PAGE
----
Perhaps the bits of creative process I’m talking about today are unique to pansters (I doubt it) or so common that no one thinks to mention them (possible), or because everyone’s process is so different, I’m the only one that experiences these (doubtful). There are aspects to the creative process that I find intriguing, frustrating, and necessary.
No one ever told me that I would go on binges of research, sensory input, a process of voracious feeding that encompasses everything from fine art to YouTube. In addition to the main line of research, tangential topics are also pursued with avid interest. No one told me that the longer I neglected to balance the input of life and senses with the output of words, the more single-minded this pursuit would become until it would completely take over my waking hours for weeks on end.
No one ever told me that there would come a time in the creative process when I would put my pen down and not pick it up again for sometimes two or three weeks. I write every day, both on key board and by hand. For it to stop and for there to be an almost secretive sense of hoarding words was a startling experience. It certainly doesn’t fit in with what I believe about producing on a regular basis whether I feel like it or not. This weird little turn out in the road would stump me until it happened three or four times and then just became an acknowledged part of my process. When I start hoarding words and want to clean the whole house, it’s time to clear my schedule. A novel is coming.
No one ever told me that sometimes I would be overly emotional for no reason and, in turning to my journal for relief, would find myself writing a story just a few paragraphs into a normal entry—and that it would not stop until it was finished. These are usually the most poignant bits of flash fiction, essay, and short story I’ve written to date, and complete surprises. I had no idea I would sometimes capture a character’s emotion before the character or their story.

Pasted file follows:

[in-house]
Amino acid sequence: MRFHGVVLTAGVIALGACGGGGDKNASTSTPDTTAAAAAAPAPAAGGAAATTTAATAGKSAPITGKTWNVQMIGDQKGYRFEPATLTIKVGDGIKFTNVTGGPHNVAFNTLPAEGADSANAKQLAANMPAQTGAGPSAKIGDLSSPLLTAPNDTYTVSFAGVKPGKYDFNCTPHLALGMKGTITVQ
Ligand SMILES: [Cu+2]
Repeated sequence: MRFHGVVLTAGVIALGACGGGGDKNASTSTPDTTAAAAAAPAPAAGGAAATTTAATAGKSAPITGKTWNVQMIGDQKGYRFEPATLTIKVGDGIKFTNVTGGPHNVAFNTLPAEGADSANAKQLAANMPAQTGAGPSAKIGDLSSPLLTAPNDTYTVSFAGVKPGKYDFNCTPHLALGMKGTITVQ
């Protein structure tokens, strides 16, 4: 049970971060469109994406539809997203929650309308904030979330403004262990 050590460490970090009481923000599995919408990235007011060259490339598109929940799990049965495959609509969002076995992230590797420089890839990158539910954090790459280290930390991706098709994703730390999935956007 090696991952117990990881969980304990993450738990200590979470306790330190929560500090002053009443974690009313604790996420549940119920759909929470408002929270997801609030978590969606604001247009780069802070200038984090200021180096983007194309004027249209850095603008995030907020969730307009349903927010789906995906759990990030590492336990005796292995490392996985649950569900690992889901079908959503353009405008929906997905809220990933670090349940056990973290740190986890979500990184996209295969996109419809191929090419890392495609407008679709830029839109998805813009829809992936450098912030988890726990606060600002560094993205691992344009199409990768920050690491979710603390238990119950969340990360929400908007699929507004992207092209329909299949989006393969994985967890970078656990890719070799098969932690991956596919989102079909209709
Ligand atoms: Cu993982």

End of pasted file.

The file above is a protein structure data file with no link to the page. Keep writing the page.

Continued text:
No one told me that my most deep-seated need in life (to write) would be a non-event for those closest to me. Of the 10 or so family members I communicate with most often, only two have read my stories. Only two have any interest in the thing that drives my being and neither of them are under my roof. Writer friends and critique groups are priceless and the close friendships I’ve made through them are sustaining in such necessary ways. They let my family off the hook.
No one told me of the deep contentment I feel in the midst of a writing session. Whether it’s going well or not, the act of putting a story on paper, one word at a time, brings a joy not repeated elsewhere. Though I resist as strongly as any other writer, once I’m putting those words down, my world comes right and life is good.
No one told me that I would flip the “normal” process of struggling through a draft and then enjoy the edits. Drafts are easy and generally take thirty days or less for me. Edits are painful, slow, and agonizing. I am apparently Queen of Opposite Day in the writing world.
No one told me that stories can die. Sometimes it’s because what I thought was a novel is really a short story. Sometimes it’s because there’s a fatal flaw in the premise. Thankfully, I’ve only experienced one major story death in the last few years, but they are painful and unsettling.